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The Ice Flows, the Ice Goes

Whether you believe global climate change is anthropocentric or not, climate change is indeed occurring. We have seen a 40% decline in sea ice thickness since 1979. The minimum recorded was not so long ago back in 2012. What are the ultimate consequences of this going to be, and how will it influence the biome as a whole? What can be done, if anything can or should be done, about it? Perhaps those questions are more difficult to answer. But, how are we keeping track of what’s going on in the polar regions of our planet? Are we at least monitoring the situation?


Interestingly, technology exists to monitor said sea ice from space. The European Space Agency’s CryoSat-2 satellite has been in development since the 1990s and was launched in 2010. This satellite carries a first of its kind radar altimeter payload which can provide surveillance of the Arctic Ocean ice cap at latitudes up to 88 degrees North.

More recently, for the first time, CryoSat-2 has been able to monitor sea ice levels in lakes located in the northern territories of Canada. Arctic lakes such as this make up to 40% of the landscape. Monitoring these lakes, such as Great Slave Lake pictured below, can assist in providing an overall safety assessment to those in the area as well as assessing changes that may affect local water supplies. How safe is it to drive or walk over an area might well depend on how thick the ice is, for example.


How is the raw data viewed by researchers collecting this data? Take a look at the image below. This represents a radargram of the sea ice data that is sent back to earth after an overpass of an area subject to study.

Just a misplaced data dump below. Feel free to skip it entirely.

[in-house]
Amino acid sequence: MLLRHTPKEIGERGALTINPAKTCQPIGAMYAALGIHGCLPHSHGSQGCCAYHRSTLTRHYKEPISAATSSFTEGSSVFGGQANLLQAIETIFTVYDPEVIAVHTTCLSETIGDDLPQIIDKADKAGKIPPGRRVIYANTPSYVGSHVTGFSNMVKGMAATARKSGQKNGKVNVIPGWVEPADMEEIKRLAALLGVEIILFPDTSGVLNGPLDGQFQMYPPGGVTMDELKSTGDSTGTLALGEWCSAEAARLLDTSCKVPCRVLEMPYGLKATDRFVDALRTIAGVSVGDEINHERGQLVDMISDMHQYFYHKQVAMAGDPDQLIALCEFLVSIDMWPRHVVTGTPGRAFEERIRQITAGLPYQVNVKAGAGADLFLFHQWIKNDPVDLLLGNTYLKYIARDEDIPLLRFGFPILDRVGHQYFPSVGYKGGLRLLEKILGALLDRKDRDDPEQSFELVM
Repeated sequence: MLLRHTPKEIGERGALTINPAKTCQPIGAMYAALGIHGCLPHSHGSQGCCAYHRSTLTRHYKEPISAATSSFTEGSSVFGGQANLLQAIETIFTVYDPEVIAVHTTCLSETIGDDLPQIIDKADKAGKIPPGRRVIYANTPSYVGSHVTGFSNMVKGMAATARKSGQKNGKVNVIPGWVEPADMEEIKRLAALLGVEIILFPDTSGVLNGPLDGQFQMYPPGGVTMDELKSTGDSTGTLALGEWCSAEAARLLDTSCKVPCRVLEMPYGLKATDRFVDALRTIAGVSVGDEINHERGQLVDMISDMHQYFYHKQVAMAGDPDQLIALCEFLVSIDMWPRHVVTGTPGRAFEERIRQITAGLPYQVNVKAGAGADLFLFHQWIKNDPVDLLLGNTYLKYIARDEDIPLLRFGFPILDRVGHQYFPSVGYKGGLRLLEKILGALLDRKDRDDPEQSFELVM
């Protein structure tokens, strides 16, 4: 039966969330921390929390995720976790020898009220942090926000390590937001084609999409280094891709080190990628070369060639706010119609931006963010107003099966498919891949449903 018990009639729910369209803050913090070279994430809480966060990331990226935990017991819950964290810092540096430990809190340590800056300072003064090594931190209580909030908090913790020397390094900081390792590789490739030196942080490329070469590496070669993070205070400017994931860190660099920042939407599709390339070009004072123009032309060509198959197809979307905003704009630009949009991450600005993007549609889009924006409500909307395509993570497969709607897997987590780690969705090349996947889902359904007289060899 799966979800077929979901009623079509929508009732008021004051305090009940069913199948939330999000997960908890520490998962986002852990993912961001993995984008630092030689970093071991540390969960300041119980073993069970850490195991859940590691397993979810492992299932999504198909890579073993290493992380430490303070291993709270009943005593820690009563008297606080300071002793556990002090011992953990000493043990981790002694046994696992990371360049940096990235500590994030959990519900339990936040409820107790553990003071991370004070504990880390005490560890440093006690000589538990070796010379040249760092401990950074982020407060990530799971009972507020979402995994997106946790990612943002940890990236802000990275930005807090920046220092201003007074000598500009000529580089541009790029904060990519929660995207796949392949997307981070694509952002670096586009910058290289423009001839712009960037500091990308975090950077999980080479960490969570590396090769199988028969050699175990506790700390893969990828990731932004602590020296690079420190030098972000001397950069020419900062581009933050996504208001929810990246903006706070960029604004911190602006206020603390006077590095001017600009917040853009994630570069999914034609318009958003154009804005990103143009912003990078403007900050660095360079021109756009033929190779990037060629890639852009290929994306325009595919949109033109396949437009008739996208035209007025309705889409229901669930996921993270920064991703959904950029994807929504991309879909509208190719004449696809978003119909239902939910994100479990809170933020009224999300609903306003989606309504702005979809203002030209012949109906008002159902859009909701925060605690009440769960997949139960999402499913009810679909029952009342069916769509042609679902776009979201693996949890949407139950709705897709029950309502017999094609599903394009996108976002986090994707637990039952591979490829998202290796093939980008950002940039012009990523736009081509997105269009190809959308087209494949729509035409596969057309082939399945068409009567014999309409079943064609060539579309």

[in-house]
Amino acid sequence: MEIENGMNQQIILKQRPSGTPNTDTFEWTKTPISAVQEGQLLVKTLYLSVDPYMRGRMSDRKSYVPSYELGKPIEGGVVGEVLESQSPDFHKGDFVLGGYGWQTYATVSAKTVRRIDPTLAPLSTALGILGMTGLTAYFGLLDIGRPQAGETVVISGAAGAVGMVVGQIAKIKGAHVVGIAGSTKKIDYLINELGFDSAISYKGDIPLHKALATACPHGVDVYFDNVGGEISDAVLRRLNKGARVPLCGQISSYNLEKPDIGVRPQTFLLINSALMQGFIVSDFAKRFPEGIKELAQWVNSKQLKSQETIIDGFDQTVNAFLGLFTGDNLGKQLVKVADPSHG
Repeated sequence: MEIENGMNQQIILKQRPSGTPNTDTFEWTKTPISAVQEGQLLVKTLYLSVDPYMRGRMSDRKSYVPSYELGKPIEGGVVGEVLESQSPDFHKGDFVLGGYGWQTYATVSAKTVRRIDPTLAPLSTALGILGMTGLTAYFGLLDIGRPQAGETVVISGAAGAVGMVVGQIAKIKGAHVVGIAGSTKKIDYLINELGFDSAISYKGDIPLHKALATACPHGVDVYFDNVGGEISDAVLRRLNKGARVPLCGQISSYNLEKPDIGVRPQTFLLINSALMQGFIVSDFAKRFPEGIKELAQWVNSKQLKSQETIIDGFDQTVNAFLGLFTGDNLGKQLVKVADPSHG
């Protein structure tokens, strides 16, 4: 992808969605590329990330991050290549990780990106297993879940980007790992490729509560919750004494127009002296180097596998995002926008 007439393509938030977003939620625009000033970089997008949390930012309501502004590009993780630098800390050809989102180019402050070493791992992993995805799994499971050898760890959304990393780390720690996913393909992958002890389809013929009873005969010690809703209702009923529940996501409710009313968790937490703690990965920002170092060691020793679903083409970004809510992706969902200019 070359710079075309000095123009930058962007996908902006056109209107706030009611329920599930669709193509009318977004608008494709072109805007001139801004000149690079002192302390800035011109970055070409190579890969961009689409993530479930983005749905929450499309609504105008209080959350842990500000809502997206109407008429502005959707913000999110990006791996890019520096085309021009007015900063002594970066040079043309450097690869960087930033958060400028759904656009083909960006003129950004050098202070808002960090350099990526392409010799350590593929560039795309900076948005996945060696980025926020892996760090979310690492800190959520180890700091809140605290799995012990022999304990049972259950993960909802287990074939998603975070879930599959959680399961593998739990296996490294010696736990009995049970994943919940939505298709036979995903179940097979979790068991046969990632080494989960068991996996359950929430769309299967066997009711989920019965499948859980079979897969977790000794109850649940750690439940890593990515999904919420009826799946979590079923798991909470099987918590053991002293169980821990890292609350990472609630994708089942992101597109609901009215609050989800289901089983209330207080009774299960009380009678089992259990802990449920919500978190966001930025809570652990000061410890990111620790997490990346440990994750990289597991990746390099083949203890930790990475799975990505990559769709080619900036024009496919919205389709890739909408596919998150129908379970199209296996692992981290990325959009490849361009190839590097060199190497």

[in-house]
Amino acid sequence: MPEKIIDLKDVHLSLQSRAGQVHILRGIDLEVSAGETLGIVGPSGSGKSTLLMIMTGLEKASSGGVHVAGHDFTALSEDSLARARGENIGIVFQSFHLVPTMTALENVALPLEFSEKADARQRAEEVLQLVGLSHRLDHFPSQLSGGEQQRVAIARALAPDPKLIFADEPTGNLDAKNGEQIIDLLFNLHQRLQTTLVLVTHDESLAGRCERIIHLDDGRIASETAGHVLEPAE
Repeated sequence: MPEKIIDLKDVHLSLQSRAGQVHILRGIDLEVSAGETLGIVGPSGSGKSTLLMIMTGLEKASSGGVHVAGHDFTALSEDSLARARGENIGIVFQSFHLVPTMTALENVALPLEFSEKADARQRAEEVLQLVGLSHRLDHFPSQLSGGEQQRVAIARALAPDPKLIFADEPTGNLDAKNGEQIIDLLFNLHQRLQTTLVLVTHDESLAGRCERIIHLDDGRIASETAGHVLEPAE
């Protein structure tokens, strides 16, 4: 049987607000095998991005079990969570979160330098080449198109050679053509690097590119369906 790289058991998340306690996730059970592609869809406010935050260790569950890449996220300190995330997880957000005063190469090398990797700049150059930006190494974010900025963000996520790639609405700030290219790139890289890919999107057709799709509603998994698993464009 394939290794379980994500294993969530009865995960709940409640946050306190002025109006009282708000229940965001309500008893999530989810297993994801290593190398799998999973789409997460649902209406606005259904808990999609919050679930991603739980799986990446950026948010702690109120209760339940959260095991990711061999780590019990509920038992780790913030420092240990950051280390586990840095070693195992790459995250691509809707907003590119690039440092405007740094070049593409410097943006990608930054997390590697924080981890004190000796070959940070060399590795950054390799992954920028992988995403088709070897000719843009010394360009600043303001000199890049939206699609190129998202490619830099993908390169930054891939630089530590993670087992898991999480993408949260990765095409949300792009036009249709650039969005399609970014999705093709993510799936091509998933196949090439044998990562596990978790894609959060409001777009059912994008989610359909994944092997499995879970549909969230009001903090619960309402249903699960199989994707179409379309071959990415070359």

The polar regions of our planet affects freshwater systems, sea levels, surface heat and the overall climate of the Earth. Increasing our knowledge set of what is happening to these regions will help us understand future thermocline patterns, generalized weather patterns and certain atmospheric conditions. For those who are interested in reading more about CryoSat-2 and wish to look more at sea ice measurements for yourselves, visit:


ESA. (n.d.). CryoSat. Retrieved from

ESA. (n.d.). CryoSat conquers ice on Arctic lakes. Retrieved from

Tilling, R. L., Ridout, A., & Shepherd, A. (2018). Estimating Arctic sea ice thickness and volume using CryoSat-2 radar altimeter data. Advances in Space Research, 62(6), 1203–1225. doi: 10.1016/j.asr.2017.10.051



Nicholas Chudolij is graduate student within American Public University's Space Studies faculty, Astronomy track. Nicholas loves traveling, fishing, competitive marksmanship and playing the flute.


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